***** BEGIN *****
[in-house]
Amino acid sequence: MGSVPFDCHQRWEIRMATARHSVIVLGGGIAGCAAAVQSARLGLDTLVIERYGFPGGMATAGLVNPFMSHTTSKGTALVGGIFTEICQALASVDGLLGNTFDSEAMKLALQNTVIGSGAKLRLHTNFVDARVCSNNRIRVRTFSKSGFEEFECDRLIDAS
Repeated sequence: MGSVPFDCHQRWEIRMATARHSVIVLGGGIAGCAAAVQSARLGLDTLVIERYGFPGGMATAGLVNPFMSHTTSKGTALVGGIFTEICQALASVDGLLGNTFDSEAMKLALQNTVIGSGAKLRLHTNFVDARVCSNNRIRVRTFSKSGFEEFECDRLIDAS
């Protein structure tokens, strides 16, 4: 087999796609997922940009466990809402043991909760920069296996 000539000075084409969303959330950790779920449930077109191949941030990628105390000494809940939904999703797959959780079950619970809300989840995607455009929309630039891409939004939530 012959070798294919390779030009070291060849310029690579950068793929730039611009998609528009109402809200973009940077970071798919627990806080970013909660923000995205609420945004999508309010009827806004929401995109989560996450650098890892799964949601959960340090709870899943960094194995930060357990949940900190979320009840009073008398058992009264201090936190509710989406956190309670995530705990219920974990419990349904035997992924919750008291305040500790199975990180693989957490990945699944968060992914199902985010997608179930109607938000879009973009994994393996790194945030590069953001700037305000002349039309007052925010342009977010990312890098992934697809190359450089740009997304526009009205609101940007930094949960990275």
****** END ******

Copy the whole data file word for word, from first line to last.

[in-house]
Amino acid sequence: MGSVPFDCHQRWEIRMATARHSVIVLGGGIAGCAAAVQSARLGLDTLVIERYGFPGGMATAGLVNPFMSHTTSKGTALVGGIFTEICQALASVDGLLGNTFDSEAMKLALQNTVIGSGAKLRLHTNFVDARVCSNNRIRVRTFSKSGFEEFECDRLIDAS
Repeated sequence: MGSVPFDCHQRWEIRMATARHSVIVLGGGIAGCAAAVQSARLGLDTLVIERYGFPGGMATAGLVNPFMSHTTSKGTALVGGIFTEICQALASVDGLLGNTFDSEAMKLALQNTVIGSGAKLRLHTNFVDARVCSNNRIRVRTFSKSGFEEFECDRLIDAS
């Protein structure tokens, strides 16, 4: 087999796609997922940009466990809402043991909760920069296996 000539000075084409969303959330950790779920449930077109191949941030990628105390000494809940939904999703797959959780079950619970809300989840995607455009929309630039891409939004939530 012959070798294919390779030009070291060849310029690579950068793929730039611009998609528009109402809200973009940077970071798919627990806080970013909660923000995205609420945004999508309010009827806004929401995109989560996450650098890892799964949601959960340090709870899943960094194995930060357990949940900190979320009840009073008398058992009264201090936190509710989406956190309670995530705990219920974990419990349904035997992924919750008291305040500790199975990180693989957490990945699944968060992914199902985010997608179930109607938000879009973009994994393996790194945030590069953001700037305000002349039309007052925010342009977010990312890098992934697809190359450089740009997304526009009205609101940007930094949960990275």